What the LastPass Breach Means for You
In December, password manager LastPass issued a report detailing a massive data breach. The breach saw customer data leaked, including company names, user names, addresses, email addresses, phone numbers, and IP addresses. Most concerningly, though, hackers were able to obtain copies of all customers’ encrypted password lists, which means, these bad actors have access to your entire vault of passwords.
January 10, 2023
In December, password manager LastPass issued a report detailing a massive data breach. The breach saw customer data leaked, including company names, user names, addresses, email addresses, phone numbers, and IP addresses. Most concerningly, though, hackers were able to obtain copies of all customers’ encrypted password lists, which means, these bad actors have access to your entire vault of passwords. They just can’t read it.
Luckily, modern cybersecurity standards are keeping hackers from accessing these lists of passwords outright. A password manager like LastPass doesn’t store your passwords in plain text, since that would be counterintuitive. In an event like this, hackers could simply break in and read all your passwords. Rather, these passwords are all encrypted. That means, to a hacker, your passwords appear as nothing but unintelligible characters.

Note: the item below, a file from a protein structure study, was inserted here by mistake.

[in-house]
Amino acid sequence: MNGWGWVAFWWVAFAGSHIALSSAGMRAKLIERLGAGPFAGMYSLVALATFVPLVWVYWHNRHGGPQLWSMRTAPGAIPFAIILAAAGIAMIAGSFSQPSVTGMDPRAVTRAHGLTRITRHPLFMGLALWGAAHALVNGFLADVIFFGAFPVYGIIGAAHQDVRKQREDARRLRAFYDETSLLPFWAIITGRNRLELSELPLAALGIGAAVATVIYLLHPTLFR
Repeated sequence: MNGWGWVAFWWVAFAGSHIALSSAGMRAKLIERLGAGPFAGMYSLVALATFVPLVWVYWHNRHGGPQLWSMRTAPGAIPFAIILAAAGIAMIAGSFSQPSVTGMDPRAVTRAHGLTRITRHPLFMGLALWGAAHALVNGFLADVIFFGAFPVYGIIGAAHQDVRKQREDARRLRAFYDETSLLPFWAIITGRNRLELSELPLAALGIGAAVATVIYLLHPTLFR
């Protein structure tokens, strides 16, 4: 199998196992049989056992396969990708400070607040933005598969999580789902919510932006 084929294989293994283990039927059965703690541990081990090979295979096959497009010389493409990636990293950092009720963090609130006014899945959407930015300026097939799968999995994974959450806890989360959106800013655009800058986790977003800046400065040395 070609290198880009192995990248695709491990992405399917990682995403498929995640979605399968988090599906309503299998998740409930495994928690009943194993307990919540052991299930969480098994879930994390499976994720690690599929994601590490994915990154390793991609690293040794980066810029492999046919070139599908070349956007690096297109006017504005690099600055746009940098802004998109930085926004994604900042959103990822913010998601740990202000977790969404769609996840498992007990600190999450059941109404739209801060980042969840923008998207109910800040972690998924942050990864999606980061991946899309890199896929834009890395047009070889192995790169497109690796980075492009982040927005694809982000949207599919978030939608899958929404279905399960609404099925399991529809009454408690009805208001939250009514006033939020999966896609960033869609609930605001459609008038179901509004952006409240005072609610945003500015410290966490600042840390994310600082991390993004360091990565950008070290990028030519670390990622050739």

The only way for hackers to unscramble those characters (aka unencrypt the data) is with your LastPass master password. That’s the other saving grace here: LastPass doesn’t know your master password, nor do they save it on their servers. Only you know your master password (hopefully), which means its very unlikely hackers will be able to break into your password vault right away.
However, depending on how strong your password is, hackers might be able to brute force their way into your account in time. Think of it as hackers throwing a ton of password combinations at the wall and seeing what sticks. If they manage to “guess” your password by having a computer try thousands of combinations, they’ll have access to your vault, and the passwords within.
As long as you use a strong and unique password, though, the odds are in your favor. LastPass requires you to have a twelve-character password minimum, and implore you not to use that password anywhere else. As long as you follow those rules, it would take hackers “millions” of years to crack. Time is on your side. However, if you use a simple password that’s easy to guess, or one you reuse on other sites and accounts, change your password now. Make it strong and unique.
In addition, watch out for any phishing attempts from hackers coming down the pike. While your passwords may be safe, much of your other data might not be, so hackers might know your email address or phone number used for LastPass. They might pretend to be from LastPass, and might try to trick you into handing over your password or other authentication data in order to break into your account. LastPass will never contact you like this, so ignore these messages and report them.
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